Tough Love: How My Mother Saved Me From Heroin

10/27/2017 12:27 pm ET Updated Nov 03, 2017
<strong>Recovery is possible.</strong>
Ritchie Farrell
Recovery is possible.

I cannot move. My entire body is slop in the chair. My feet and arms are stuck in a tub of molasses. I’m all alone again. I can actually sense the holes in my arms from the prior needles—every puncture and vein I ever hit or missed. There is no way I can leave this place. I’ll wind up in jail or dead again.

My mother enters the small kitchen in slow motion, black and white. The hum in my ears removes the rest of the color from the room. Her face is so surreal to me. She’s aged since the last time I’ve seen her straight. It’s been some time I guess. The last time she sat with me I couldn’t keep my eyes open. Two bags of black heroin will do that to you. That’s if it doesn’t stop your heart. It’s crazy how you don’t notice certain things about a face when you’re just lookin’ to shake them down for money to buy heroin. I was glad to see her. I’d missed my mother. She was the one lady who’d always loved me.

Nobody ever visits in the kitchen. She’s the last person I’d expect to visit me here at Lowell Detox. Shocked, I don’t greet her. She sits gingerly across from me. I think she’s afraid. She’s seen me high. Horror has a way of replicating itself.

“Mom? What are you doing here? Dr. Levine said you were by this morning? How long you been waiting?”

“You can’t come home,” she says.

“What do you mean? I haven’t been home in years. Where the fuck is home?”

She cries and says she went to get help, talked to a shrink. Several. She talks about her search for a different answer, but none came. She tells me about “tough love,” how each psychiatrist came up with the same advice. She says my children need me.

“I don’t wanna come home. I’m going to stay for another week.”

“Don’t call me again,” she whispers.

I’m waiting for her to finish the sentence like I expect her to, waiting for her to say, ”Until I have a good foothold in sobriety.” But she doesn’t. I’m crushed. I love my mother; she’s all I have. I begin to cry. My mother, the last and only person who loves you forever has thrown me to the wolves, the streets, and heroin. I need her today because I understand how hard it will be to not get high tomorrow. Without her, I have nobody but heroin. She tells me I need a priest.

“A fucking priest?!” I scream.

“A priest could absolve your sins, set you free of heroin addiction.”

“I don’t believe in priests!” I’m hysterical now.

“Calm down Richard.”

She reaches her hand across the table and places it on the top of my left hand. It’s hot and wet from fear. There is something extremely soothing in a mother’s touch. It’s almost funny how mothers have an innate way of making all the badness drift away.

“You’ve have to start taking control over your emotions,” she continues.

I focus on her wrinkled hands covering my scarred hands. My mind flashes back almost twenty years. The night my dad beat me to a pulp. I was seven. Dad and I were in his bed watching The FBI on Sunday night. Mom and Sean were in the kitchen making cookies. It was during a commercial. Dad loved to tickle. The covers suddenly ripped off my little body and dad’s fingers began to dance on my stomach. His legs wrapped around my legs in a scissors hold. I was pinned, insane with laughter. I was going to die. In the struggle for my life, my elbow smashed against his nose. First, it was blood everywhere. Within seconds, violent slaps echoed to the kitchen. Mom ran in. My eye sockets were bleeding. I couldn’t hear Mom screaming. The monstrous blows to my ears had touched off bells inside my head.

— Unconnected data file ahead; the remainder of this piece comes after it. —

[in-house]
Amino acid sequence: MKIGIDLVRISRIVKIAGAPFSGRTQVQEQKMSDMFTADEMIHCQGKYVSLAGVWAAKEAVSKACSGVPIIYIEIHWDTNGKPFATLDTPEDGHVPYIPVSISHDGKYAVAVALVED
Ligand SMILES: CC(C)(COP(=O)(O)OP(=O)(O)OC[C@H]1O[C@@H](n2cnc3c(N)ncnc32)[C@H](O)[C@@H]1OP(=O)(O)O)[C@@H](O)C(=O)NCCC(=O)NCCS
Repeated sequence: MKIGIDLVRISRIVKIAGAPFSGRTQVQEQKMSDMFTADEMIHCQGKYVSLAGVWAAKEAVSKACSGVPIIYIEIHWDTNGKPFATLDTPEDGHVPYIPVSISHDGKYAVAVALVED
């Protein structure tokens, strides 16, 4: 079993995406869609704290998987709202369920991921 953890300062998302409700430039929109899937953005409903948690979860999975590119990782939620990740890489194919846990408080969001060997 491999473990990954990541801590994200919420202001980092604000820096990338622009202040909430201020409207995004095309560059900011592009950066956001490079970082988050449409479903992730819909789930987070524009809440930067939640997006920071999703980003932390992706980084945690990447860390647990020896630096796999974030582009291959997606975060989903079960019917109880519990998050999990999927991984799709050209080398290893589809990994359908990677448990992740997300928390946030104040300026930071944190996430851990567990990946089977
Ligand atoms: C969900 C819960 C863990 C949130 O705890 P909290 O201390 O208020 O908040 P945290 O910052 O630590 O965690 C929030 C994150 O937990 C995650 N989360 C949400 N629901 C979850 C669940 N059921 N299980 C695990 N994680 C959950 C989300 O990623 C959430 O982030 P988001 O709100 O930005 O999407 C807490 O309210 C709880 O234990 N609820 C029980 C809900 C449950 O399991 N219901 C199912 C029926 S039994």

I look up at Mom’s face and wonder if she remembers how she saved me that night. I want to know if she remembers how we drove around Lowell until 3 a.m. in the morning. I’m curious to test her memory. Does she remember how she promised she’d never let it happen to me again?

“Richard, a Catholic Priest is the answer.”

I don’t answer her. I have to leave the cafeteria now. “A fucking Catholic Priest.” It just won’t stop ringing inside my head. Mom sits clutching her purse to her stomach as if I might make a run for the door with it. I think, am I that low of a motherfucker to rip my own mother’s pocket book off?

I leave and the silence in the hall gives me a feeling of safety. My stomach muscles ache from crying but the tears have washed away years of pent-up, make-believe bullshit I fed myself trying to live somebody else’s dream.

That was 30 years ago.

In 1987, I beat a 10-bag-a-day heroin habit. Somehow, I pulled myself out and went on this unbelievable journey. I’ve seen the crimson-red-blood snow on the streets of a war-ravaged Sarajevo. I’ve directed a documentary film, won a duPont-Columbia, worked on and acted in a feature film that won two Academy Awards, wrote a memoir and a bestseller. I’ve seen everything in my career. However, the day my mom found the strength to stop enabling my addiction, was the day I found the strength to begin the journey to recovery.

Ritchie Farrell is the author of I am a Heroin Addict.

Need help with substance abuse or mental health issues? In the U.S., call 800-662-HELP (4357) for the SAMHSA National Helpline.

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